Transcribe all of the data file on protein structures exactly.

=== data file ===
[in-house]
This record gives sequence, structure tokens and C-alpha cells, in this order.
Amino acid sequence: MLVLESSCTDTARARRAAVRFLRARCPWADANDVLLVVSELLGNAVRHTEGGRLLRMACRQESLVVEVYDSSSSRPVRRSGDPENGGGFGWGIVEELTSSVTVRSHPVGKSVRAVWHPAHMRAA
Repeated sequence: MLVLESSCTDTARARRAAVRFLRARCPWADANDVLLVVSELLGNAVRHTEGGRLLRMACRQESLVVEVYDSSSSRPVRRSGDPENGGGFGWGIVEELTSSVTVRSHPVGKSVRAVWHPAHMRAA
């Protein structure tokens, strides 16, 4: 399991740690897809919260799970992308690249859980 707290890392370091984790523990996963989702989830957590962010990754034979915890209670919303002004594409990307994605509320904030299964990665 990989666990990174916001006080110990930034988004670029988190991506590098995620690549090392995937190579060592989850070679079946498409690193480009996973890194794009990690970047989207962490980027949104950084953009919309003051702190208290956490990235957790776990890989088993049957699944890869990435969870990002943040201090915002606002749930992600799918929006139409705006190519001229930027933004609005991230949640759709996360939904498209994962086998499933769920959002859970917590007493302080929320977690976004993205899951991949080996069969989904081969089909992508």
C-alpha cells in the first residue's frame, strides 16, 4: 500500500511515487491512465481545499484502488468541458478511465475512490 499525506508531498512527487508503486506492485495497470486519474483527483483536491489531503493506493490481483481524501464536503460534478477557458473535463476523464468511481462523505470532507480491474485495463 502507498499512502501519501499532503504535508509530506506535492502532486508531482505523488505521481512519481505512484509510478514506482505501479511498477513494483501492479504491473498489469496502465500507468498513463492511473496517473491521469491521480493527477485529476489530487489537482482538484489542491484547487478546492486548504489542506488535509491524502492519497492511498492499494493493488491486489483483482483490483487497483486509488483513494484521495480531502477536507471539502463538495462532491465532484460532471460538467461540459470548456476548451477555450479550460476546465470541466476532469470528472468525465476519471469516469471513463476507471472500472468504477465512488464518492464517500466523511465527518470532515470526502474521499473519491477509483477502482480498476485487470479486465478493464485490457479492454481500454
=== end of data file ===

[in-house]
This record gives sequence, structure tokens and C-alpha cells, in this order.
Amino acid sequence: MLVLESSCTDTARARRAAVRFLRARCPWADANDVLLVVSELLGNAVRHTEGGRLLRMACRQESLVVEVYDSSSSRPVRRSGDPENGGGFGWGIVEELTSSVTVRSHPVGKSVRAVWHPAHMRAA
Repeated sequence: MLVLESSCTDTARARRAAVRFLRARCPWADANDVLLVVSELLGNAVRHTEGGRLLRMACRQESLVVEVYDSSSSRPVRRSGDPENGGGFGWGIVEELTSSVTVRSHPVGKSVRAVWHPAHMRAA
């Protein structure tokens, strides 16, 4: 399991740690897809919260799970992308690249859980 707290890392370091984790523990996963989702989830957590962010990754034979915890209670919303002004594409990307994605509320904030299964990665 990989666990990174916001006080110990930034988004670029988190991506590098995620690549090392995937190579060592989850070679079946498409690193480009996973890194794009990690970047989207962490980027949104950084953009919309003051702190208290956490990235957790776990890989088993049957699944890869990435969870990002943040201090915002606002749930992600799918929006139409705006190519001229930027933004609005991230949640759709996360939904498209994962086998499933769920959002859970917590007493302080929320977690976004993205899951991949080996069969989904081969089909992508």
C-alpha cells in the first residue's frame, strides 16, 4: 500500500511515487491512465481545499484502488468541458478511465475512490 499525506508531498512527487508503486506492485495497470486519474483527483483536491489531503493506493490481483481524501464536503460534478477557458473535463476523464468511481462523505470532507480491474485495463 502507498499512502501519501499532503504535508509530506506535492502532486508531482505523488505521481512519481505512484509510478514506482505501479511498477513494483501492479504491473498489469496502465500507468498513463492511473496517473491521469491521480493527477485529476489530487489537482482538484489542491484547487478546492486548504489542506488535509491524502492519497492511498492499494493493488491486489483483482483490483487497483486509488483513494484521495480531502477536507471539502463538495462532491465532484460532471460538467461540459470548456476548451477555450479550460476546465470541466476532469470528472468525465476519471469516469471513463476507471472500472468504477465512488464518492464517500466523511465527518470532515470526502474521499473519491477509483477502482480498476485487470479486465478493464485490457479492454481500454